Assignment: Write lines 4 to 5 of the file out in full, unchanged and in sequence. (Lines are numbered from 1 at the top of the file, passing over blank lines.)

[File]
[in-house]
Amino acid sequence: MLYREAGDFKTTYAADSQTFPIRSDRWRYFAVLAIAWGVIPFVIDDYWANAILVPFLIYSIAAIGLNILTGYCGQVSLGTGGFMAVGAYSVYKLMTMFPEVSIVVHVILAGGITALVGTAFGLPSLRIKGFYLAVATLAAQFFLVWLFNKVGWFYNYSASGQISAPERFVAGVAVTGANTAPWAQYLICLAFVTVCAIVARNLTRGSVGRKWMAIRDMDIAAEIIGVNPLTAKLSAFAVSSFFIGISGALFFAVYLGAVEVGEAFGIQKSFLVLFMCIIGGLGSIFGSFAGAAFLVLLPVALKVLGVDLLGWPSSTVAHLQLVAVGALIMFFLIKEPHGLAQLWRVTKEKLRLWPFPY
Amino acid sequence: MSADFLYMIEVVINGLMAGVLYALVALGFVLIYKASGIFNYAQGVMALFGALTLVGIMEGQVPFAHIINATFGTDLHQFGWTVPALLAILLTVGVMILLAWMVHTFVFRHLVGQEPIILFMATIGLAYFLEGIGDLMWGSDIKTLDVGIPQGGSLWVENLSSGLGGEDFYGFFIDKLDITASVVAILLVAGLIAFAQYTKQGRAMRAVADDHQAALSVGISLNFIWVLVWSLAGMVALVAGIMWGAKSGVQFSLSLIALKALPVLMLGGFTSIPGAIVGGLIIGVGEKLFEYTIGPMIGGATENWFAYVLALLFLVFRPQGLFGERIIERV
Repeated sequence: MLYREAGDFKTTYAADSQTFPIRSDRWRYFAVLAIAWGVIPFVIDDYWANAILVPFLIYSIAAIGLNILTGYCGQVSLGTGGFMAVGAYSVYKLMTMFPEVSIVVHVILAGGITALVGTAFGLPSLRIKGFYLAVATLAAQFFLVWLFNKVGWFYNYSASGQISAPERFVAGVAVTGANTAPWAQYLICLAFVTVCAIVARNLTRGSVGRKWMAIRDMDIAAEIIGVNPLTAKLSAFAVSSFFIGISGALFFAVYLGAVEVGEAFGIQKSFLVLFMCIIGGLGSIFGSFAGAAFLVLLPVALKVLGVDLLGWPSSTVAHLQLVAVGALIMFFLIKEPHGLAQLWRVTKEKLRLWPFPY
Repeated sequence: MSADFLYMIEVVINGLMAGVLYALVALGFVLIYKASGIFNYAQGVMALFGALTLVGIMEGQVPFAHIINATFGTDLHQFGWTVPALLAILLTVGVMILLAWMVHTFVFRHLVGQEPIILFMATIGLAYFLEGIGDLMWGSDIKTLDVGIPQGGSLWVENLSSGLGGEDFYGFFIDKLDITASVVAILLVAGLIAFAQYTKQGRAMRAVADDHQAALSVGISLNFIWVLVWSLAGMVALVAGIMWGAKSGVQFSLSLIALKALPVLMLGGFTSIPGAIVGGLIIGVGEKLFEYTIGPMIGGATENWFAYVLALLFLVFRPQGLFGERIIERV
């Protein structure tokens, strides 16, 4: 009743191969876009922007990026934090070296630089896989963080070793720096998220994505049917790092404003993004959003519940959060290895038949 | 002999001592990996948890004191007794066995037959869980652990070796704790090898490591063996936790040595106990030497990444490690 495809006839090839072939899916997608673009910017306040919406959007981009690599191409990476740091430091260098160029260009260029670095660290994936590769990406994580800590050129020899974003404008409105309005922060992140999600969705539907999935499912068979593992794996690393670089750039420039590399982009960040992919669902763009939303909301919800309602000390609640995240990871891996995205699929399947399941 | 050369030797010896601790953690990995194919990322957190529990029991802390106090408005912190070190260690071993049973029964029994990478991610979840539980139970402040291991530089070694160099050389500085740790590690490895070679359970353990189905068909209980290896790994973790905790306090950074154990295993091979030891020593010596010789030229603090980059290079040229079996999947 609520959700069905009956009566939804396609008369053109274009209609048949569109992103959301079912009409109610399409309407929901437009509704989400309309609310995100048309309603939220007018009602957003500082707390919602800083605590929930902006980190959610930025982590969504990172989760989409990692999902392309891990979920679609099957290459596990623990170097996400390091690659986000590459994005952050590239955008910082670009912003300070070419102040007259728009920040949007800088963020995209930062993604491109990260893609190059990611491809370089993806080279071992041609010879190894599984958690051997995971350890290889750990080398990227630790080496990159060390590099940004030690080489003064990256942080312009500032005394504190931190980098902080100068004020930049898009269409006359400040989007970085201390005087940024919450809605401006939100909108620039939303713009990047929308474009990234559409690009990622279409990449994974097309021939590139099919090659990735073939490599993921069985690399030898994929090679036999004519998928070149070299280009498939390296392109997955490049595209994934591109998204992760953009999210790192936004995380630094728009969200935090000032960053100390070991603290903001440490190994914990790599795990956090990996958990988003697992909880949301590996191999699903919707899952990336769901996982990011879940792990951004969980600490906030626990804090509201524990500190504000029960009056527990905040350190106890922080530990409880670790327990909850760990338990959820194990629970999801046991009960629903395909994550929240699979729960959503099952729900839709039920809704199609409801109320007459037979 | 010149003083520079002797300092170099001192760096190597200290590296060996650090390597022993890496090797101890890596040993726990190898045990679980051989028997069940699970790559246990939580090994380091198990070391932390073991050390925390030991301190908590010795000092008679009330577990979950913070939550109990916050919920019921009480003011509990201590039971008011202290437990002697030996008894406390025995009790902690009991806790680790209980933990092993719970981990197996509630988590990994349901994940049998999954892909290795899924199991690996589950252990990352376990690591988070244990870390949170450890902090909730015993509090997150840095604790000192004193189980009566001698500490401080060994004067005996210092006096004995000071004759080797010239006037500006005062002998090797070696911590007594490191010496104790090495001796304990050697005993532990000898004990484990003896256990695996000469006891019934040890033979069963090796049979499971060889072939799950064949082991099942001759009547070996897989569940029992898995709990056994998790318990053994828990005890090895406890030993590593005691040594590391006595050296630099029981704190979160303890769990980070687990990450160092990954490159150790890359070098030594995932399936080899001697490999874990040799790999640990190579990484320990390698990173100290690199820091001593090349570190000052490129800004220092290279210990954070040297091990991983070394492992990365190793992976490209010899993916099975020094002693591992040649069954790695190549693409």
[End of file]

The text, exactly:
Repeated sequence: MLYREAGDFKTTYAADSQTFPIRSDRWRYFAVLAIAWGVIPFVIDDYWANAILVPFLIYSIAAIGLNILTGYCGQVSLGTGGFMAVGAYSVYKLMTMFPEVSIVVHVILAGGITALVGTAFGLPSLRIKGFYLAVATLAAQFFLVWLFNKVGWFYNYSASGQISAPERFVAGVAVTGANTAPWAQYLICLAFVTVCAIVARNLTRGSVGRKWMAIRDMDIAAEIIGVNPLTAKLSAFAVSSFFIGISGALFFAVYLGAVEVGEAFGIQKSFLVLFMCIIGGLGSIFGSFAGAAFLVLLPVALKVLGVDLLGWPSSTVAHLQLVAVGALIMFFLIKEPHGLAQLWRVTKEKLRLWPFPY
Repeated sequence: MSADFLYMIEVVINGLMAGVLYALVALGFVLIYKASGIFNYAQGVMALFGALTLVGIMEGQVPFAHIINATFGTDLHQFGWTVPALLAILLTVGVMILLAWMVHTFVFRHLVGQEPIILFMATIGLAYFLEGIGDLMWGSDIKTLDVGIPQGGSLWVENLSSGLGGEDFYGFFIDKLDITASVVAILLVAGLIAFAQYTKQGRAMRAVADDHQAALSVGISLNFIWVLVWSLAGMVALVAGIMWGAKSGVQFSLSLIALKALPVLMLGGFTSIPGAIVGGLIIGVGEKLFEYTIGPMIGGATENWFAYVLALLFLVFRPQGLFGERIIERV